IBM’s Web presence has traditionally been made up of a difficult-to-navigate labyrinth of disparate subsites, but a recent redesign has made it more cohesive and user-friendly. The redesign also marks a significant step in Big Blue’s corporate strategy of making most of its products available for purchase through the Web.
IBM posted $3.3 billion in online commerce sales in 1998, and the company is hoping to reach at least $10 billion in online sales this year. To help meet this lofty goal, IBM embarked upon a major site redesign, which went live in February, with additional enhancements scheduled for the rest of the year.
Big Blue’s Web presence is a sprawling collection of corporate divisions totaling more than 1 million pages. The redesign included making adjustments to more than 150,000 of these pages. According to IBM, the massive redesign effort is already paying dividends. The company says in the month after the February re-launch, traffic to the Shop IBM online store increased 120 percent, and sales went up a whopping 400 percent.
Cleaning up the mess
The best result of the relaunch is that the IBM Web site is much easier to navigate. The home page has been simplified, and the design has been cleaned up. Responding to research on how its customers use the Web, IBM now places icons linking to the site’s most popular features on the top right-hand side of the page. This provides quick and easy access to key elements such as the Shop IBM store, the technical support section, and the software downloads area.
Also greatly improved is the overall cohesiveness of the site. Before the redesign, a visitor to IBM’s Web site was forced to navigate through a confusing mish-mash of corporate subsites that often looked vastly different from one another. Now, the basic visuals are generally consistent from one corporate division to the next. In fact, one of the chief goals of IBM’s redesign was to come across as one company on the Web, instead of a collection of separate entities.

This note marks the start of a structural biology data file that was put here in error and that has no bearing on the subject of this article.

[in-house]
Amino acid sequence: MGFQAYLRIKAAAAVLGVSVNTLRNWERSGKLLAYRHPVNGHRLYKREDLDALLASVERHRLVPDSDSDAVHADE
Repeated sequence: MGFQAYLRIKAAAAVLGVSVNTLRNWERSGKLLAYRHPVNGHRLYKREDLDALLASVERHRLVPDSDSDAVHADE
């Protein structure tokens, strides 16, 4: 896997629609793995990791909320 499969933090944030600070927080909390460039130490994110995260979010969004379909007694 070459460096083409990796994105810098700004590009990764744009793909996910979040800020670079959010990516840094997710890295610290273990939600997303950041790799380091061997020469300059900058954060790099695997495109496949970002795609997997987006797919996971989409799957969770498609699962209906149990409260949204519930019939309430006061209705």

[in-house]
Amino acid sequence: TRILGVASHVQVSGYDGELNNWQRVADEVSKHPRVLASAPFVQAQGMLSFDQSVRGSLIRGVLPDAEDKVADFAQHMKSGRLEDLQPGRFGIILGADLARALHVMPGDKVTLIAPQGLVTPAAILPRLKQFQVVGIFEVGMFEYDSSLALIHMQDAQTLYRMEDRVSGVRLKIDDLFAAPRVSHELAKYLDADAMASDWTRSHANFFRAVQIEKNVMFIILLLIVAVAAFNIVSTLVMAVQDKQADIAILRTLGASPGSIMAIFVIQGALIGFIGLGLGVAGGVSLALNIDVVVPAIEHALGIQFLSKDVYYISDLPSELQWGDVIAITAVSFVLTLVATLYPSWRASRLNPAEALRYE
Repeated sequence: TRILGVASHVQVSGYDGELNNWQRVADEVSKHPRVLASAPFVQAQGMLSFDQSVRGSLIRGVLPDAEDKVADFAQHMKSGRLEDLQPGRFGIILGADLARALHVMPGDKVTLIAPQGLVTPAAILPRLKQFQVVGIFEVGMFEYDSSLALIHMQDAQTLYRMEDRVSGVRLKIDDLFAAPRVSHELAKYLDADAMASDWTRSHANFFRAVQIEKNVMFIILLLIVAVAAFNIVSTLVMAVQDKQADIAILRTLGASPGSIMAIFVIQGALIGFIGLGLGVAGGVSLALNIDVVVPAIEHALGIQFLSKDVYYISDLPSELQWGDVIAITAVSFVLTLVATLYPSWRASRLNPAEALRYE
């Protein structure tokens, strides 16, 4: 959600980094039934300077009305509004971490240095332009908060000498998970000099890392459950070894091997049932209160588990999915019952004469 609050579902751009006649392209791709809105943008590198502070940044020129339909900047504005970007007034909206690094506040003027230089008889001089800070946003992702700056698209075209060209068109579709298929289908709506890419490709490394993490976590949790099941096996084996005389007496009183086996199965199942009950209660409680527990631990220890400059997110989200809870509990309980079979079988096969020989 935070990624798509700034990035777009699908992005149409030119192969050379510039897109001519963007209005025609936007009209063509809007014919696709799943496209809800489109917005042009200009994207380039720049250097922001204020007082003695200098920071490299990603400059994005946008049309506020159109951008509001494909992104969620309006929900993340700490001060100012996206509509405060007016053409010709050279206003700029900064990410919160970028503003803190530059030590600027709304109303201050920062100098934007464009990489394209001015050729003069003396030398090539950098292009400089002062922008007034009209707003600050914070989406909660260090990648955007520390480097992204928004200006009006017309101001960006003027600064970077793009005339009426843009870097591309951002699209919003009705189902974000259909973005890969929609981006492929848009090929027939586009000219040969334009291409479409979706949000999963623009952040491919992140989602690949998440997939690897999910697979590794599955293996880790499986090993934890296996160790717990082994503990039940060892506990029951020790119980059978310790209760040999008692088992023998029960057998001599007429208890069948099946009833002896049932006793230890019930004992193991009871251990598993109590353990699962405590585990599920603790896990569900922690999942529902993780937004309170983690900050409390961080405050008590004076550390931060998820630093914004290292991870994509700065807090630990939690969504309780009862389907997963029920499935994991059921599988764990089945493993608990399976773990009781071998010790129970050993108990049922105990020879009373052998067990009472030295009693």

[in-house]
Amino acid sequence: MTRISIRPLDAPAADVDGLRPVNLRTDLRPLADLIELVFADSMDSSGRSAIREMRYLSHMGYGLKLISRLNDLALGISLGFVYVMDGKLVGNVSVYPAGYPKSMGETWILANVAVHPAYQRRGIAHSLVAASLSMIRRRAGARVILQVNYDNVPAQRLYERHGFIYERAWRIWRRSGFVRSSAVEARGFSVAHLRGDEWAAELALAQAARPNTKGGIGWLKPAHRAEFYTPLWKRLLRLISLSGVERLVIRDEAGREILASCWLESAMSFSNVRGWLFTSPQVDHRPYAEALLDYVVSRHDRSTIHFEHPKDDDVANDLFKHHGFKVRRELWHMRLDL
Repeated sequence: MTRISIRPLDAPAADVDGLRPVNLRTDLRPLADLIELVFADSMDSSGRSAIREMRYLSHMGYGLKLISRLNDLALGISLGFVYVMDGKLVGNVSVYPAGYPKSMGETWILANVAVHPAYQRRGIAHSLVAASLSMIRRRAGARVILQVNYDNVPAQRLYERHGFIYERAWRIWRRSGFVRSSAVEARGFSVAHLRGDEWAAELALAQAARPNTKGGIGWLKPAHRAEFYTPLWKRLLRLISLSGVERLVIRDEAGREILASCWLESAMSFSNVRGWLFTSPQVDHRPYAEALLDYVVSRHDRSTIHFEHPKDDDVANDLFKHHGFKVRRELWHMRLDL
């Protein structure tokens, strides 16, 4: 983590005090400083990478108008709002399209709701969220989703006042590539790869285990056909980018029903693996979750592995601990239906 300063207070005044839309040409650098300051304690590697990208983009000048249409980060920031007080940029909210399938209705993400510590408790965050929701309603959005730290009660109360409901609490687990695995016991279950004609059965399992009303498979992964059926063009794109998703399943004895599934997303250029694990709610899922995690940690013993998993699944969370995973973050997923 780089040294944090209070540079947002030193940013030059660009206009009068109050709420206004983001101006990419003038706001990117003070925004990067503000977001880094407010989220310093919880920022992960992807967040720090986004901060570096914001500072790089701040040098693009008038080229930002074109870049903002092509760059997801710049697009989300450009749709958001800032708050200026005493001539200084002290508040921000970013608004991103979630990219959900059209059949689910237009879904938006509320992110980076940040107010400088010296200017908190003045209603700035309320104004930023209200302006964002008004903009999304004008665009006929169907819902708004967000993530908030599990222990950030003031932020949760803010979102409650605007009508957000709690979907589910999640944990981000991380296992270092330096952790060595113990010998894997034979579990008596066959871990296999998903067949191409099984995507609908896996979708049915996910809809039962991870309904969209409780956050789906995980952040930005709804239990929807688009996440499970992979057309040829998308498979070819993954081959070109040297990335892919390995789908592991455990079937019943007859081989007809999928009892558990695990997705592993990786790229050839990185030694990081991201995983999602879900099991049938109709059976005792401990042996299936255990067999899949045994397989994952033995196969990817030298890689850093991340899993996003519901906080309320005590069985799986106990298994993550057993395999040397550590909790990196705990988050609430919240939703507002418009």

Another enhancement to the site is the improved search function. A search bar appears on IBM’s home page, front and center, and visitors are given the option of searching the entire site or a specific section. One nifty feature of the search function is that when you enter a general term such as “Java,” the search engine delivers the appropriate page devoted to that topic, as opposed to a list of results that may or may not contain what you are looking for.
Big Blue goes direct
From a business standpoint, the most significant evolution of IBM’s online presence in 1999 will be Big Blue’s dramatic shift to selling products directly through the Web. This is important, because IBM has previously been reluctant to have a major direct sales operation online so as not to alienate its network of resellers.
But that is changing. Currently, some products can be purchased online from IBM, and others can only be bought through an online dealer. The company is expanding the porno selection in the Shop IBM store to include tens of thousands of items, and it is expected to offer most of its PC systems directly through the site as early as next month.
In the meantime, the Shop IBM store has also undergone some major improvements. Prior to the redesign, trying to make a purchase was a fairly difficult and frustrating task. Now the presentation of product information is much more elegant, and the purchasing process is much smoother.
For example, potential customers are now just one click away from a quick rundown of the various models available for a basic PC configuration. The key features of systems are listed in a readable manner, and customers have easy access to more detailed specifications. On the old IBM site, tracking down this information was a maddening chore.
For all of the positives, IBM still needs to improve the overall performance of the site. Although the new design cuts down on the number of graphics, some pages load slowly. This may be attributed to the increased traffic to the site, although IBM says it gets roughly 8 million page views worldwide per week, not a huge amount when you consider that Yahoo’s global network of properties are pulling in 235 million page views per day.
In all, IBM’s Web site redesign is definitely a change for the better. The new site provides a more satisfying user experience and the effort to beef up its online shopping presence has to be commended. In pulling out all the stops with its Web strategy, IBM may have found that making simpler works wonders.